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Developing A Game

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Hi, I'm new to the forums so hopefully im doing all my posting right ;) Ive just finished a Uni degree in games development (imo the title is ironic..) But feel like i dont know have enough experience or knowledge to create a game (but this may prove to be wrong). I have basic knowledge i.e. OOP, how to design a program etc (software process models etc). So anyway, as ive finished my course i feel i should have something to show for it and want to build up a portfolio. I would like to make a game, was thinking along the lines of a pokemon game - well the style of it anyway, rpg, random fights, leveling, clean and clear gui etc (but i dont want to make a pokemon game ive got a storyline planned etc). But atm im stumped on how to begin, should i jump straight into designing the gui and build up the game around that? start with something else and work up to the full fledged game? are there any tips more experienced coders could give me or tutorials they think i should be reading? I'm not expecting to find all the answers here and leech of others knowledge and am currently reading as much as i can in the meantime but theres a wealth of knowledge out there. Hopefully my post makes sense and my random thought process isnt too hard to read lol Thanx

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A very bad way to start game development is to set a huge target straight away. You will get bored pretty quick. Start by building up a small game. (Could be a small RPG). Read some articles on tile engines and such. Then decide on an API to use. I recommend SDL. (www.libsdl.org). Find some other developers who like you`re ideas. From that position you can go onto make a fully fledged RPG.

Ive made the mistake in the past of looking to make somthing very big and losing intrest fast.

Good Luck.

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thanx for the reply.

Yea motivation can be a prob, atm im really psyched but can imagine me losing steam doing it on my own if things start moving slowly.

I will look up sdl now. I think i will try make a small town with random fights then and see how that pans out.

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Interesting that your course didn't cover that sort of thing. I have just finished my BSc (Hons) Computer Games Technology at Abertay and we were required to make around 7-8 games up to their first stage of development as courseworks, over the 4 years of the course.

Check out ARCO/SOL which was my team's major project:
Clicky
">New Video Update

We were taught that the first thing you have to do when developing is develop a design document. I suggest you examine the process behind producing a design document first. Make sure you include a Gantt and PERT chart with this so you know your estimates as to how long your project will take. Then following this, you can go onto creating your framework for development and the tools which you will use for making the game. Make sure you decide the technology you're going to use before you start.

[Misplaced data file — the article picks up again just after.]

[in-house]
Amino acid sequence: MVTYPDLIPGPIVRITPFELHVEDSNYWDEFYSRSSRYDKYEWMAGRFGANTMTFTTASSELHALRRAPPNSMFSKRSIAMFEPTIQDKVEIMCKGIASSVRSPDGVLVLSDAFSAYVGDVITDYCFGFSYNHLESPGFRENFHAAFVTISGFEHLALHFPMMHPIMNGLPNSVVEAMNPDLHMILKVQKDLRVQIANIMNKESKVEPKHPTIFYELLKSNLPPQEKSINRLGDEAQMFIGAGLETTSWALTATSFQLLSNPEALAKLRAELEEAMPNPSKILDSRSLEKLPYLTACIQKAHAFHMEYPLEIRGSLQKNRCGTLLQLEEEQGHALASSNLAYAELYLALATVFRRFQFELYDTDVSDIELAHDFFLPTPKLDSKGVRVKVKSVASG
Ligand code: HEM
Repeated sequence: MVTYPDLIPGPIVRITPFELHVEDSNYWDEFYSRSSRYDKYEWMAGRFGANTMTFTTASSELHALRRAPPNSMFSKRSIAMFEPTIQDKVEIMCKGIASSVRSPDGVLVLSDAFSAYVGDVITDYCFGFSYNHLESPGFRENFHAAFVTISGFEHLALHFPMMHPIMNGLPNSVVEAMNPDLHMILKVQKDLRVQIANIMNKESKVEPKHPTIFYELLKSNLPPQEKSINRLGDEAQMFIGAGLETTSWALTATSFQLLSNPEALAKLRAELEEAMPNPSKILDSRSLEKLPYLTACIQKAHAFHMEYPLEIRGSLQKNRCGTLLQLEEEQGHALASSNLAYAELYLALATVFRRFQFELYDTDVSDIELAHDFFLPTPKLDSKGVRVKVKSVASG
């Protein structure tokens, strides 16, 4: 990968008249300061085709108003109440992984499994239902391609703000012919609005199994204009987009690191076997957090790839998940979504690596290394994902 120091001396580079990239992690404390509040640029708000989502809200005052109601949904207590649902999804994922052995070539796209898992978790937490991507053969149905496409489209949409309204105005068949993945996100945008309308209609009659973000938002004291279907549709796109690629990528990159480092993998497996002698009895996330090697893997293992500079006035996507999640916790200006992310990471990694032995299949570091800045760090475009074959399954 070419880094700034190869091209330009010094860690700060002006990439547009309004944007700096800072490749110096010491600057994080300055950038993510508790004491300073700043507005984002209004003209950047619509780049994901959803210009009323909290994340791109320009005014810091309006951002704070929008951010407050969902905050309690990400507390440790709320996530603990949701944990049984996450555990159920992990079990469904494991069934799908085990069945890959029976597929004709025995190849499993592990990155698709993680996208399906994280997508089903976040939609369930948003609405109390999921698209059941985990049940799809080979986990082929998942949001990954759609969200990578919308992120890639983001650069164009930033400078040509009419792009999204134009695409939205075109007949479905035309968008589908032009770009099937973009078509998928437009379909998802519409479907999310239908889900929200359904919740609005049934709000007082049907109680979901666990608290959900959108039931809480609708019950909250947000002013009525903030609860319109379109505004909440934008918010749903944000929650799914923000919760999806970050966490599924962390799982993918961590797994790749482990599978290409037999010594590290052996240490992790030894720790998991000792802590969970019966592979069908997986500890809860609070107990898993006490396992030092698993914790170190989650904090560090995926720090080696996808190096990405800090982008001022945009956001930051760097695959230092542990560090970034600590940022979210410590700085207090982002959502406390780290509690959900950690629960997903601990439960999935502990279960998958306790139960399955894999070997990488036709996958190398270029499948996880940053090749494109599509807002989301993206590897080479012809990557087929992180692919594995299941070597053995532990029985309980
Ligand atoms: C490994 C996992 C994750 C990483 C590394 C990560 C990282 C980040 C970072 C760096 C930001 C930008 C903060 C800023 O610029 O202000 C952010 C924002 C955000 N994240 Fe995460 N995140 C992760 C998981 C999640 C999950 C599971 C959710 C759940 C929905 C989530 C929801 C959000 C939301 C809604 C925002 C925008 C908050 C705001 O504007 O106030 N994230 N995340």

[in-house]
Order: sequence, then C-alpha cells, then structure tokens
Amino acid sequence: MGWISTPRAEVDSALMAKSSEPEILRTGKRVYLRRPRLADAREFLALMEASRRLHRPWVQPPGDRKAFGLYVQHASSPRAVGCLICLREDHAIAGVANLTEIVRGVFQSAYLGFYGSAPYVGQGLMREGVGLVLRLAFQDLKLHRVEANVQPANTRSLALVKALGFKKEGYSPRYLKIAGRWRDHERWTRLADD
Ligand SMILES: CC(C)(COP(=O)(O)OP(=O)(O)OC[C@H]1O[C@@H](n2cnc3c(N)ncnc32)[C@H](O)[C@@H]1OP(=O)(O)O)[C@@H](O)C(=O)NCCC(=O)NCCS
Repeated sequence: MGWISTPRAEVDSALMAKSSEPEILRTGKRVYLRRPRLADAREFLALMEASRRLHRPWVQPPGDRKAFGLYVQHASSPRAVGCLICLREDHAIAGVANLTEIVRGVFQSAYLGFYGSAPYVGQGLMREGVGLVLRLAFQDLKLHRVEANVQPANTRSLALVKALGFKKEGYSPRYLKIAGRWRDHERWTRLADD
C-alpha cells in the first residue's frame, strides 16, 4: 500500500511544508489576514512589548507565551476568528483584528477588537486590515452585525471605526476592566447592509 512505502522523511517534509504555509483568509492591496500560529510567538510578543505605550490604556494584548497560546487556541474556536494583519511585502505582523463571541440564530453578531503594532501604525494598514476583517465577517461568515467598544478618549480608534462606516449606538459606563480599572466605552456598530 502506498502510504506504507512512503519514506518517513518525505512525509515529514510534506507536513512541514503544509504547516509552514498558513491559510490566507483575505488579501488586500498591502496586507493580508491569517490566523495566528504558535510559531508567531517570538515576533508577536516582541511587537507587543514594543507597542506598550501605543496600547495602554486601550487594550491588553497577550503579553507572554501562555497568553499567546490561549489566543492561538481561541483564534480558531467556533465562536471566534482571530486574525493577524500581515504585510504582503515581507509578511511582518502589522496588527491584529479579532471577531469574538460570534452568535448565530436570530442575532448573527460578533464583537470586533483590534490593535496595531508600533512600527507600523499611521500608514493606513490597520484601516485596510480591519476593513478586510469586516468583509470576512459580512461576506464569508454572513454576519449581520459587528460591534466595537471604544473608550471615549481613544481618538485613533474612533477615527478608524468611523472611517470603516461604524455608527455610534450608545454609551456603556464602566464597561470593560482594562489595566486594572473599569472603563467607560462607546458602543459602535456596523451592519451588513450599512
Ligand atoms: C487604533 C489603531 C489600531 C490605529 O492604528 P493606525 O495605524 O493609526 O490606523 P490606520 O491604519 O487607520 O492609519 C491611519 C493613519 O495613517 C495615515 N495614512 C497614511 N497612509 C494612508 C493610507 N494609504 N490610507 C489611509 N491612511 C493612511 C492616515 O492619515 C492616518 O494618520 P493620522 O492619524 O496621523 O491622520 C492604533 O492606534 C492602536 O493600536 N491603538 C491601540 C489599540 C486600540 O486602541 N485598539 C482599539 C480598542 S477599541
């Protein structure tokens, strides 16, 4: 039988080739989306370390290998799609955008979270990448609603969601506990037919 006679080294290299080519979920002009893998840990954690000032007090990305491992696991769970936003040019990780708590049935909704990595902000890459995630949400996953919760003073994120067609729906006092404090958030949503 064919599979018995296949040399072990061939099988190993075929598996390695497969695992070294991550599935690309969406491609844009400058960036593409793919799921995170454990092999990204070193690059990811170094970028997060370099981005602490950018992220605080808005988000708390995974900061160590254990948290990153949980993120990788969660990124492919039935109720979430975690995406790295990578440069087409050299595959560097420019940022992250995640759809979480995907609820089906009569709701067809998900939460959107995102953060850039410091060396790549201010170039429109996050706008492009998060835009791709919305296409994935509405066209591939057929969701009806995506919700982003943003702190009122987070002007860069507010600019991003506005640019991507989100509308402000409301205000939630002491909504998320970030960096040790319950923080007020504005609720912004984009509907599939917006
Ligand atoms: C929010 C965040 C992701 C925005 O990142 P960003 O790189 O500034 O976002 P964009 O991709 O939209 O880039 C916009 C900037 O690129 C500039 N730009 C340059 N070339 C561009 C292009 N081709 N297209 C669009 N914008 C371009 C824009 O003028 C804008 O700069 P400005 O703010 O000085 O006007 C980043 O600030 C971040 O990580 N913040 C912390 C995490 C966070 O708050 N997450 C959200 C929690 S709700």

Do things in stages so you see little successes along the way. This way you'll constantly be seeing progress. For example, you can set a task as being "Design the GUI". After you finish this task, you'll get a morale boost and you'll feel one step closer to your goal. It's very much easier to achieve a few small goals than one very large one.

Remember, if you fail to plan, you plan to fail.

It's definitely best to start small when you make your first game. My first coursework was a small platformer game and my second game was a top-down shooter game.

Best of luck to you in making your game. :)

P.S. Never be afraid to ask questions, game development is something you learn best from people, rather than from books.

[Edited by - Leo_E_49 on May 21, 2007 11:40:28 AM]

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Quote:
Original post by Leo_E_49
Interesting that your course didn't cover that sort of thing. I have just finished by BSc (Hons) Computer Games Technology at Abertay and we were required to make around 7-8 games up to their first stage of development as courseworks, over the 4 years of the course.


mm thats very interesting, im working on my CS degree (not game development) and had to make a "game" during my second year. (Basically it was a combined multithreading and xml parsing exercise so we had to use multiple threads and store all levels using xml) (Polish was not an issue), But i would have guessed that gamedev students would get to make atleast one decent sized game.

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Yep, i thought the course was a waste of time but didnt actually realise until now how much it was, dunno whether to cry or be angry lolol.